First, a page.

Some mornings, I crave a fast-food egg and cheese muffin from a certain place, even if I could prepare one at home. I won’t mention the place, except to say it has yellow arches and it’s near Fort Detrick on Rosemont Avenue.

Regardless of the day, as I sit and enjoy my breakfast, I see at another table a foursome, or more, of senior citizens, having a good time telling stories, nodding, smiling.

(2) comments

Jo and Bob H

It’s true isn’t it, even in our crazy divided world some wonderful exchanges, no matter how ‘trivial’, still take place around tables everywhere. Overheard from the next booth in a breakfast place in the wilds of Arizona ranch country some time ago: ‘He’s a nice guy, but he’s tighter’n tree bark.’ And awhile later from his companion—you could tell by their outfits that they were both cowboys—“You know, I’ve been giving something to my cows that was recommended to me by the Extension people and they’re not getting sick or dying anymore. I’m thinkin’ of taking it myself!”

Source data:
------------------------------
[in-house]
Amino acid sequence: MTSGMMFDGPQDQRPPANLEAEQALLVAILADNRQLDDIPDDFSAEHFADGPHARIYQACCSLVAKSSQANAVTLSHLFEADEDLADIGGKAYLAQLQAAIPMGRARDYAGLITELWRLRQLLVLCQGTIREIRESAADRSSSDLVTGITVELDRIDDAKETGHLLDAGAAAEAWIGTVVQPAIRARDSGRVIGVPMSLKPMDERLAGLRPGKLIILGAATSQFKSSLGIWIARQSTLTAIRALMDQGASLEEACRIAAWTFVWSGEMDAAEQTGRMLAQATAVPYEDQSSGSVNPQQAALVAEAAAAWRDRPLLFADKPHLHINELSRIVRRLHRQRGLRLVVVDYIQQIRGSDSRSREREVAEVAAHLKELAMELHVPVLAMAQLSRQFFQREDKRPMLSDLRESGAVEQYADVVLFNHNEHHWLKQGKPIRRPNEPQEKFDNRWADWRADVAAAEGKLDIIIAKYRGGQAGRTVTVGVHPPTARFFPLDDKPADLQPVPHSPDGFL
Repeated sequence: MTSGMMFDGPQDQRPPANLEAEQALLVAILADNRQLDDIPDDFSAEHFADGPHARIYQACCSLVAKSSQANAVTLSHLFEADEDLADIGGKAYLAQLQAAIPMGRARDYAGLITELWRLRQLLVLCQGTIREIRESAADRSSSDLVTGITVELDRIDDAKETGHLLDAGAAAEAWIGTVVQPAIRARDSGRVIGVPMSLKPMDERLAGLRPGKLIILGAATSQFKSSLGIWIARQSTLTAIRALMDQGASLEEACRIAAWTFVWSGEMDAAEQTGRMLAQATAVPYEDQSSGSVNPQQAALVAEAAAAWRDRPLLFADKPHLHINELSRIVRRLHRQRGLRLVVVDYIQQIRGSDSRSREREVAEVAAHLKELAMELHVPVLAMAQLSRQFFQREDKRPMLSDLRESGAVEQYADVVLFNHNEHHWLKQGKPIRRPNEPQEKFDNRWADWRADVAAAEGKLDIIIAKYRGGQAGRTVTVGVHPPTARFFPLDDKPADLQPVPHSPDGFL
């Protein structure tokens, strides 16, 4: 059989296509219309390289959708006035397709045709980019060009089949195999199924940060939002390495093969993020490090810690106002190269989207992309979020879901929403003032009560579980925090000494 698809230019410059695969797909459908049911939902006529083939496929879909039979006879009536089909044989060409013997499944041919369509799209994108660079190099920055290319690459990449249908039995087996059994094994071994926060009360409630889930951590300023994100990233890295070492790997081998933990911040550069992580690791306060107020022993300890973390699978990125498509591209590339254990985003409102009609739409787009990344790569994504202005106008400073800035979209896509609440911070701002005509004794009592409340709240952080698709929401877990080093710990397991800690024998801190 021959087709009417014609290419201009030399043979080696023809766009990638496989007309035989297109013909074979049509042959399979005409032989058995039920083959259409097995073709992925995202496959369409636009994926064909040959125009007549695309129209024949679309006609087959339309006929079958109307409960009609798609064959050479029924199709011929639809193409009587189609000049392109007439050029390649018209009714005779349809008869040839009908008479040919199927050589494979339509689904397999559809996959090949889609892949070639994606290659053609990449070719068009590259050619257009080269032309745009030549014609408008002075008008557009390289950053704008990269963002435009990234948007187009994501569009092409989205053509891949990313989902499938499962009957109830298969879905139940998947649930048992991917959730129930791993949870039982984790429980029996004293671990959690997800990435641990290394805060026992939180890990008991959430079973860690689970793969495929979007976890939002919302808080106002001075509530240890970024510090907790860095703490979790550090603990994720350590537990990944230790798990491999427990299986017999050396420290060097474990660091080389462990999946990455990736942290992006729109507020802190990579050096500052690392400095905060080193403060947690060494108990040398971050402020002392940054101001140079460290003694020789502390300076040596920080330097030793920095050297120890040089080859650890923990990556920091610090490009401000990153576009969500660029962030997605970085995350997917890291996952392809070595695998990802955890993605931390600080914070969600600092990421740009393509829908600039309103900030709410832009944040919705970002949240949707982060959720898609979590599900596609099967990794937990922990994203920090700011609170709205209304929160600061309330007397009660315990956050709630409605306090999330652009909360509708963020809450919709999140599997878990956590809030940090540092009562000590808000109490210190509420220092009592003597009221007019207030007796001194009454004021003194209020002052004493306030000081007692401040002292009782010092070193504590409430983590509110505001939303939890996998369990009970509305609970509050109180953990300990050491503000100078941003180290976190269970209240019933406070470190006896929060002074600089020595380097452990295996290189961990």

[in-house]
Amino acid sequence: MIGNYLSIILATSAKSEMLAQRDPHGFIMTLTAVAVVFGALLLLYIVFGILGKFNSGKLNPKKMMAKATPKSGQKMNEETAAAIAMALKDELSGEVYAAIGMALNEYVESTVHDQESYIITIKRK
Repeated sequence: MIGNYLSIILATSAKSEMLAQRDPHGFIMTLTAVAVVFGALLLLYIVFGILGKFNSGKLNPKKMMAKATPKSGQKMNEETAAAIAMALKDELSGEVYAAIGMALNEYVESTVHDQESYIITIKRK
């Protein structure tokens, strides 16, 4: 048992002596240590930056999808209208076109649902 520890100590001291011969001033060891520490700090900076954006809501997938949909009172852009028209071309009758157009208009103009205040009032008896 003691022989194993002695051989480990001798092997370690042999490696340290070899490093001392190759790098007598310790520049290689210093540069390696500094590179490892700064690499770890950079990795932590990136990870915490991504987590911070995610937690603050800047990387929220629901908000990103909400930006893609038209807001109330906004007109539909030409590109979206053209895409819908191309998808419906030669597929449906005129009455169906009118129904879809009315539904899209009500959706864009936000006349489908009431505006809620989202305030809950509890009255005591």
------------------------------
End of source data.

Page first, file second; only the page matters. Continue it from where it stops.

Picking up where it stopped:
“Yes, we do have social media to keep in touch, but there is ultimately no substitute for the immediacy of face-to-face conversation in groups.” That was my mantra as an adoptee when I also became an adoptive parent at the advanced age of 44. Join an in-person support group. Attend adoption workshops. Connect with peers personally. I wrote on it. I was published. I was reprinted. I’m told I was a handout to adopting parents. I was insistent because I grew up anonymously adopted in a vacuum of information or support. In fact what I liked about adopting from China was, (1) you can’t pretend they’re not adopted if you are not Asian and (2) adoption was done in groups. Instant extended family in a similar situation. And if you ask why I stress the importance of feeling accepted while different, situations can provide this. Not the fawning “oh you’re so cute I can’t stand it” acceptance (no avoiding that, though) 😆 just a normalizing in-person influence. Online support groups don’t bring that. Lots of parents stayed online or dropped out when parenting got serious and replaced it with nothing. Because when you become a parent you become all-knowing. I segued to in-person support groups and events. 25 years later, the relationships that I have with adoptive parents are the ones that I met in person, even though many of the relationships I developed online while waiting to adopt were quite intense. I even met some of those people in person. Their daughters are our daughter’s closest friends, and that for me was the biggest reason to make those connections in person. They don’t remember a time they didn’t know each other, but I do. Sometimes even parents who aren’t adopted can get a sense of how lonely it could be. They reached out through a support group and are still my friends. That happened online too, but I don’t always have a keyboard. I do have a hug.

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